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When to Butcher your Backyard Chickens? (Best age by breed)

Raising a flock of hens can benefit a family in several ways, like having fresh eggs and teaching responsibility to young children. Then there’s what to do with a hen once it stops laying eggs; should the chicken be butchered, even if it’s an older bird? Can you eat a chicken if they are older, and will it be as tasty as the store-bought bird? This article will help explain what age chickens should be slaughtered, for what purposes, and the best ways to cook an older hen.

As a whole, chickens are generally slaughtered between 6 weeks to 3 years old. Farmers can also butcher them at a more advanced age, between 5 and 10 years old, especially for laying hens which has stopped producing.

Slaughtering a hen once she stops producing eggs is just a part of raising a flock sometimes. However, a lot of people that are raising backyard chickens and using them just for their eggs wouldn’t choose to eat them once they stopped laying. But some people would look at this as an opportunity to make a tasty dinner.

This article will help explain what age is best for slaughtering chickens, which breeds are the most common food types, and why some chickens should be older before butchering.

But before you dive into this topic, did you know I've got a page packed with my go-to chicken stuff? From the best feed to handy tools, it's all there. Don't you want the best for your flock? Check it out right here.

✅ Reviewed by Experts: This article has been vetted by a professional for accuracy. Learn more about our editorial policy.

Three categories of chickens for different purposes

There are three categories that chickens are put into: egg producers, meat birds, and dual-purpose types.

The egg producers are obviously hens that are used only for laying eggs and breeding. Most people will keep these chickens for years until they stop producing. Even after they no longer lay eggs, some will keep them around as pets.

The meat birds are going to be the Cornish crosses and other breeds specifically raised for food production. These birds will be slaughtered at a young age to guarantee tender meat.

Dual-purpose type chickens will be the hens and roosters used for laying eggs and breeding. Once they’ve fulfilled their purpose, they will be butchered for food. These tend to be the birds you would have if you wanted hens for their eggs, with the idea that they would be slaughtered once they were no longer producing. It would be best to have a breed that doesn’t lay for too many years.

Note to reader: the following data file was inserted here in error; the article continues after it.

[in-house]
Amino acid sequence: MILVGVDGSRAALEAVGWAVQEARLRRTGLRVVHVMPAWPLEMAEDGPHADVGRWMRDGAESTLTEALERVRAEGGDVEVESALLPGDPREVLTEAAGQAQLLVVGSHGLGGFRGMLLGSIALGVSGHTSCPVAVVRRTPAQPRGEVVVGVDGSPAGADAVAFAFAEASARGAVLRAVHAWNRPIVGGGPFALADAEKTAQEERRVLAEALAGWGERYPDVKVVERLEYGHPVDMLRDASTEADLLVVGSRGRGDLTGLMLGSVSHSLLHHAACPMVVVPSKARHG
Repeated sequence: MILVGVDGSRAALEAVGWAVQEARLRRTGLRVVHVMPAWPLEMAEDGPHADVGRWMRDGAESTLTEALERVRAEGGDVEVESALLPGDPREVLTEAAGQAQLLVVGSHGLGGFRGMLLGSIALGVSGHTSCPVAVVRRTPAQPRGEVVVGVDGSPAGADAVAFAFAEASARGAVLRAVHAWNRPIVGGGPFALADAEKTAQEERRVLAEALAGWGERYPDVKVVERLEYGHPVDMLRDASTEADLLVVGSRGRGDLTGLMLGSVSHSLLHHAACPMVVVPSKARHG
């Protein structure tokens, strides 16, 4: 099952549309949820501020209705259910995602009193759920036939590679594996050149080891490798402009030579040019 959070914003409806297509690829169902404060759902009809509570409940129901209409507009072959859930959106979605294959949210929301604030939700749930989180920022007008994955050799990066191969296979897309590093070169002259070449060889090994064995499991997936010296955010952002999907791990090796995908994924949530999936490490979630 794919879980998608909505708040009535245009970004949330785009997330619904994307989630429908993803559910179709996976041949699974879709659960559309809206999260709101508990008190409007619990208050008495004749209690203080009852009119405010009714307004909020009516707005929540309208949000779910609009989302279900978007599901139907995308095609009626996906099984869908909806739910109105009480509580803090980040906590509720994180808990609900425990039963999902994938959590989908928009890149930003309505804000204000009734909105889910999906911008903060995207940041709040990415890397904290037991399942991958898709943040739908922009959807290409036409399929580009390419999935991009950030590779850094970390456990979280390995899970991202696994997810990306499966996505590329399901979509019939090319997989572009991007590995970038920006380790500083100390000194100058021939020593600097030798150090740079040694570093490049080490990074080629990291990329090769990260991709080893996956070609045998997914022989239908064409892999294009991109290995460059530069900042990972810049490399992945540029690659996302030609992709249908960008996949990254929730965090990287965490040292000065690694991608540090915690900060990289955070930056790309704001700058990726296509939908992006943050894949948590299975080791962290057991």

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What chicken breed is most commonly eaten?

A broiler chicken, which refers to the type of category of chicken, is a meat bird. They are engineered and bred to mature quickly to reach market size faster than other types.

Most broiler chickens are a combination of white rock and cornish cross breeds (Most Common Breeds Of Chickens). They weigh around 4.5 lbs and are bred to have larger thighs, legs, and breasts with less chewy muscle. This is most likely the chicken you would buy from your local grocery store.

Cornish game hens are the females of this breed and tend to be much smaller and only weigh about 2.5 lbs at 5 weeks.

It is important that the Cornish crosses are butchered at the right age since they continue to grow so large they can suffer from health problems. Cornish crosses can develop heart issues and even broken legs due to their potentially massive size and weight. If they aren’t used for food at the recommended age, these chickens can get up to 40 lbs or more. They are also not good for breeding, so purchasing chicks every year is necessary.

Other breeds of chickens are used for slaughter, like the Jersey Giant, Bresse, Orpington, or the Brown Leghorn.

As far as the difference between the breeds and how they taste, most people say they all seem to be the same. It’s more about the age and how the bird is cooked that affects its flavor and texture. 

What type of chickens my local grocery store have?

The Cornish cross, a broiler, is by far the most common grocery store chicken. Most of these chickens were slaughtered at 6 to 8 weeks of age.

Many supermarkets, restaurants, and farmers choose this chicken breed specifically due to their more flavorful, tender, and abundant meat, as well as the speed at which they reach market-fresh maturity.

What age should a backyard chicken be for slaughter?